Noting that Chaplain Squires was following his endorsing agency’s guidance, as both the agency and the US Army requires, this was Weinstein’s response:
Our argument is [Defense Secretary Jim Mattis] ought to disqualify that particular entity as a chaplain endorsing agency.
Weinstein Read more
There was surprisingly little media coverage of the wailing and gnashing of teeth from LGBT activists over the decision by the Air Force to reverse the punishment of Col Leland Bohannon. Last October Col Bohannon had a superior officer sign a spouse appreciation certificate for a homosexual subordinate, rather than affront his religious beliefs by signing it himself. The Air Force fired him but now admits it was wrong to do so.
It seems even the general public thought getting a two-star General to sign the certificate was a fair compromise that should have made everybody happy. Showing homosexual activists in a frenzy over this reasonable accommodation might have made them look foolish.
Enter Ashley Broadway-Mack.
Now heading the homosexual activist American Military Partner Association, Broadway — a self-described “devout Christian” — said the Air Force’s decision to defend Col Bohannon’s constitutionally-protected religious liberty, rather than promote her preferred sexual behavior, was “alarming” [emphasis added]:
“This colonel’s action sent a dangerous message to the entire command that he disapproves of every same-sex spouse that supports their service member throughout their military career. That’s a severe failure of leadership.”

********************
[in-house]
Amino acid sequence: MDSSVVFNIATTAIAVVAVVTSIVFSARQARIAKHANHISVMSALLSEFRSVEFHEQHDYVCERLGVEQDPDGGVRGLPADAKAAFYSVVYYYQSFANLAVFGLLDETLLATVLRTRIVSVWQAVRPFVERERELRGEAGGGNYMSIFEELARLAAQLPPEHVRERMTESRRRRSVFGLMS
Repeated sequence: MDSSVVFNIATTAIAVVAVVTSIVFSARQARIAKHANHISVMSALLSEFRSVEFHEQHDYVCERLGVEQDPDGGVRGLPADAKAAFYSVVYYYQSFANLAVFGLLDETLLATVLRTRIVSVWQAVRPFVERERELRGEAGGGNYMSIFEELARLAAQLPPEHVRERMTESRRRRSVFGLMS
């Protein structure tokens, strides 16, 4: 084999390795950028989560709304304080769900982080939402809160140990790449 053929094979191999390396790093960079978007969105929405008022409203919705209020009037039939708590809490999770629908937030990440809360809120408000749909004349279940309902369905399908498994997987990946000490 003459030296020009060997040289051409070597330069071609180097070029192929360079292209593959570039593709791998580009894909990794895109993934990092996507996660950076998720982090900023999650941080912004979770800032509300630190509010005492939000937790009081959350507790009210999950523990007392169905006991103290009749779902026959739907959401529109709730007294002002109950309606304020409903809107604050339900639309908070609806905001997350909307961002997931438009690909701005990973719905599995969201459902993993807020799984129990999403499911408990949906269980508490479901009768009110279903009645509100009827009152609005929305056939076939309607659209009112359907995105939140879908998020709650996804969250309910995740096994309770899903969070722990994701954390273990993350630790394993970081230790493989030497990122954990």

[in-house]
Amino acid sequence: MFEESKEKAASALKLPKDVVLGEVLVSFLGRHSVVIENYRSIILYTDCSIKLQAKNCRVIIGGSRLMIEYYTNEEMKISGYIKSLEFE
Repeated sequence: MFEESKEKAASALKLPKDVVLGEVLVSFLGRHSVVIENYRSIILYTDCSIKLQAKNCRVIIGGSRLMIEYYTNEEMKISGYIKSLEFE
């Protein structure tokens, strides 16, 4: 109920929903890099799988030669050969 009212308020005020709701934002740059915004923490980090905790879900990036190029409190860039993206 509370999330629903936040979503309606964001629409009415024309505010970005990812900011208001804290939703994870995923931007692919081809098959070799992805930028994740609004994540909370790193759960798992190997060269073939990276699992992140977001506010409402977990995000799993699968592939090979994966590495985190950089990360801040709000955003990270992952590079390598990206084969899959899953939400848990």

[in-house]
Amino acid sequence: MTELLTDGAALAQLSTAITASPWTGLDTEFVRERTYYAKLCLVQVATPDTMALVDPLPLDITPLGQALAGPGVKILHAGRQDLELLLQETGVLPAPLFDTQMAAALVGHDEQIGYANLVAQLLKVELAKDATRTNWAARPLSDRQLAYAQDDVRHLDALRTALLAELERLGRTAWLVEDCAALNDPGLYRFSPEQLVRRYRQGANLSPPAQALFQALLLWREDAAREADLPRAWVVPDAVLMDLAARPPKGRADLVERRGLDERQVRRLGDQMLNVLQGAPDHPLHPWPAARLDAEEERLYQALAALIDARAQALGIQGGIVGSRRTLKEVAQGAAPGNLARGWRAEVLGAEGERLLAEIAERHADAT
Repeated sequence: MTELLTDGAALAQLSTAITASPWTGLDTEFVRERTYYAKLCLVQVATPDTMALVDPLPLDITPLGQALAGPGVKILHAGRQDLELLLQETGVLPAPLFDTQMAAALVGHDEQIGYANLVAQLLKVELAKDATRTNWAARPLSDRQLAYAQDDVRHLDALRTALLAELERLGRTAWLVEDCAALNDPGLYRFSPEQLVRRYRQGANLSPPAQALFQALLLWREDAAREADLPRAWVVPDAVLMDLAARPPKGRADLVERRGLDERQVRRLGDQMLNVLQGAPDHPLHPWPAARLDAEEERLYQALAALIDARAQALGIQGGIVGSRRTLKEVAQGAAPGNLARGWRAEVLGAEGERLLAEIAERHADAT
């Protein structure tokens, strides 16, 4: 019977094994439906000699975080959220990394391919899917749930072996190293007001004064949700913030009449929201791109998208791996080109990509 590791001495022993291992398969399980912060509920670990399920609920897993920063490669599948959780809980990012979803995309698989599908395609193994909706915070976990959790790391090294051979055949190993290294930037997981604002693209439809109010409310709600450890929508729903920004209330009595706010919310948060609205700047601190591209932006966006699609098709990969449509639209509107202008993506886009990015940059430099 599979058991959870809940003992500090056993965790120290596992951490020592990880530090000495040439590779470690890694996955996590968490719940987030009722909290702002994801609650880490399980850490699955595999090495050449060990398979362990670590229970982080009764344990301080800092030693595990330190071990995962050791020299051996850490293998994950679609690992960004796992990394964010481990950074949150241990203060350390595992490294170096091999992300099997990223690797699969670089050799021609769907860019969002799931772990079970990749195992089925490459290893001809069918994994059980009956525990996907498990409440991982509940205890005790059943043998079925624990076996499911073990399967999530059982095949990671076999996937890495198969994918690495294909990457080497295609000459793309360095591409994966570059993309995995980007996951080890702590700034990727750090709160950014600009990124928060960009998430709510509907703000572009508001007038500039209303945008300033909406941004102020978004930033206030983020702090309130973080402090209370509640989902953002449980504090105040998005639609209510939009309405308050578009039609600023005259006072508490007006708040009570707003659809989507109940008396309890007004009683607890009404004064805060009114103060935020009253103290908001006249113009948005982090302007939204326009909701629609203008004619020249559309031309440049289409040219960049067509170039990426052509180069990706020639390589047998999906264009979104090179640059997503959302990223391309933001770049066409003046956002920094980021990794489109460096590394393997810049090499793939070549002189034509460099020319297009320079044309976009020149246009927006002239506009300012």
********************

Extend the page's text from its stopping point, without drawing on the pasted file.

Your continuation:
Read that again carefully, and consider the ramifications.
“This colonel’s action” resulted Read more
Secretary of the Air Force Heather Wilson has announced that Col Leland Bohannon was wrongly punished last October after he expressed religious objections to affirming homosexuality. Explaining the results of the Air Force Review Board, which had received Col Bohannon’s appeal, Secretary Wilson said (PDF) [emphasis added]
The Director concluded that Colonel Bohannon had the right to exercise his sincerely held religious beliefs and did not unlawfully discriminate when he declined to sign the certificate of appreciation for the same sex spouse of an Airman in his command.
The Air Force has a duty to treat people fairly and without discrimination… and met that duty by having a more senior officer sign the certificate.
That’s a clear win for religious liberty. The Air Force has proactively Read more
After Michael “Mikey” Weinstein recently decried the National Prayer Breakfasts at both Fort Jackson and Whiteman AFB, one might have thought US troops were stumbling over each other to beg for his help in the face of religious oppression and pancakes.
In actuality, National Prayer Breakfasts are happening at military facilities around the country — entirely without incident. Even the ones Weinstein complained about so boisterously occurred without so much as a ripple.
Why the disconnect? Aside from the obvious answer that Weinstein doesn’t always tell the truth, the simple fact is US service members aren’t coming to Weinstein in droves to complain about these events — or anything else, for that matter — despite Weinstein’s claims to the contrary.
Rather, Mikey Weinstein finds out about an event — even if just from a simple internet news alert — socializes it among his followers to create “complainants”, and then tries to ride the complaints about the event for publicity (and his personal benefit, of course).
In other words, the “complaints” are essentially manufactured. But for Mikey Read more